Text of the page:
Friday, April 13, 2007

The pricewars begin...

Ok, now I understand how all those ebay-ers can sell NXT's for a "buy it now!" price of $220 and make money...

Not only is CompUSA selling the NXT for $199, but now Best Buy is doing it for $189 + $6 shipping. (thanks NXT Step!)


Those wild thoughts of buying a second and third set are getting correspondingly more tempting... =^)

Wednesday, April 11, 2007

Trackin fool

Refactoring to allow for testing is sooooo a good thing.

I finally had the brainstorm. I'd been developing two separate projects for this. One is down-n-dirty, get 'er in. Test it out. Oops..that's ugly but it works.

And one "nice, pristine, how it's supposed-to-be".

I'll let you guess which one actually made progress. For a while.

The pretty one was essentially used as a testing ground for nunit. And therefore has a nice bunch of unit tests.

And then it happened in the "real" project. Ka-blam. Hit a wall. Why isn't this working?!! It should work. The logic is right. Those d!$#m gremlins are getting in between the parsing and compiling stages. I just know it.

Deep breath. Back off. Put the mouse down. Take a walk.

Then it hits me. I'm having so much trouble (partially) because I'm having to do so much crufty liberal insertion of system.diagnostic.debug.writeline.

(true confessions, here)

And it's a PITA to debug. Because...well...things are so tightly coupled I'm not quite sure WHERE to put in the debug statements and even when I do I'm making assumptions about other pieces working and that leads to...

Well, we all know what happens when you assume.

So in a fit of brilliantly obvious inspiration, I did two things.

1.) I ported the unit tests over to the "really/working but somewhat crufty" implementation.

2.) Did some decoupling. Specifically there were two pieces:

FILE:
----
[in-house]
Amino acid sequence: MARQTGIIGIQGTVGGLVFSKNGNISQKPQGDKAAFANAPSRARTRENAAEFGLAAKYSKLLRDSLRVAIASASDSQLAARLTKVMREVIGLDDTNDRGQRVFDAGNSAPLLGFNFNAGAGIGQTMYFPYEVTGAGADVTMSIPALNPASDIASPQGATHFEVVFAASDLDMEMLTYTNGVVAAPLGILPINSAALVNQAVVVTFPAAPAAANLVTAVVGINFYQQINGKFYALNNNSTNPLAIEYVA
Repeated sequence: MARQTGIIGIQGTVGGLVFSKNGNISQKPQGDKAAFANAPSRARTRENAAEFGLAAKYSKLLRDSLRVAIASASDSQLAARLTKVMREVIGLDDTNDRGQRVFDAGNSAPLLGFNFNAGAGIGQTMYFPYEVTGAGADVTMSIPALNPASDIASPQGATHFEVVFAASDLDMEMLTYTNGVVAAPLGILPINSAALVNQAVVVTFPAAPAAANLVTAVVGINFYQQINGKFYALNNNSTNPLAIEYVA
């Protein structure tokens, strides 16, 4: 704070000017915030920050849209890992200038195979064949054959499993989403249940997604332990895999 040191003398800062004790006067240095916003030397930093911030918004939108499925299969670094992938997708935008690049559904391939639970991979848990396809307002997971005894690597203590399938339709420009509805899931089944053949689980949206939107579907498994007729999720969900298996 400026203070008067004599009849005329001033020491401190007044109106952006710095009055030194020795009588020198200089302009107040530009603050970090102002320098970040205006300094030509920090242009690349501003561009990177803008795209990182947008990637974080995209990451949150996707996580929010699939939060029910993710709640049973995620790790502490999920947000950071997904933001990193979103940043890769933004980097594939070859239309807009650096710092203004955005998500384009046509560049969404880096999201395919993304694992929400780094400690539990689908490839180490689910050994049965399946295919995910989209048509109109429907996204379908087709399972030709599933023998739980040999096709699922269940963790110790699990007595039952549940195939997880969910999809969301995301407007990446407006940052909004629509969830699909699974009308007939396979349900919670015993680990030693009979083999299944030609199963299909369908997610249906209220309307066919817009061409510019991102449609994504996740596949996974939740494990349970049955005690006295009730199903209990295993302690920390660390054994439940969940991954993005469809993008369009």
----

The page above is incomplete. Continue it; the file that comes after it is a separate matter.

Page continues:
• determine which way way I'm supposed to go based on where I am and the target is
  • issue a command to move the robot ( myrobot.moveright() )
  • translate the moveright into actual motor directions (move motor b @ 70% power in the left direction)

The third had already been isolated. But I was doing 1 and 2 in the same function. I pulled them apart. Now a parent function says "where should we go?" and the fxn returns a "left, down" or somesuch.

NOW we're cookin. Unit tests were written for each of 4 quadrants, like so:

// $ = target point (where to move to)
// --------------------* < -100,100 (max rot values)
// | quad 1  |  quad 2 |
// |         |         |
// |         |         |
// ----------$----------
// | quad 3  | quad 4  |
// |         |         |
// |         |         |
// *--------------------
// ^(100,-75) min rot values

And as the french say, "voilia!" (literally, "let us eat cheese!")

In the end all was happy. Except tracking was much less precise than I'd like. Gear slop and imprecision in initial calibration were affecting things far more than I'd like.

So...where are we at?

The laser tracking worked best for precision...but it suffered from light refractions and went somewhat nuts in anything but a nice, lowlight environment. Oh, and if the beam was scattered or at an angle (think: shining a laser pointer on a table at a steep angle), things went wonky. Chasing butterflies.

Dead reckoning isn't particularly precise...but it's kinda/sorta "in the neighborhood".

Can I combine the two? Maybe limit the search radius for the laser pointer to within x pixels of the estimated dead reckoning solution? It's a thought.

But regardless, it'll be integrated and tested. =^)

In Mechanical news...

The gearing has been reduced and reworked for both pan and tilt. Of course, this adds to the gearlash problem, but it was necessary for precision reasons.

("Slow 'er down!" everyone said.)

(Well, not everyone.)

(Ok, maybe just me.)


But it's working. Back to "das blinkinlights" working.

But now we've got
  • boundary checking (no more chasing butterflies and grinding gears)
  • Four shot rotary magazine
  • Smaller tilt cradle footprint (geez. I should be in marketing., actually. I shouldn't)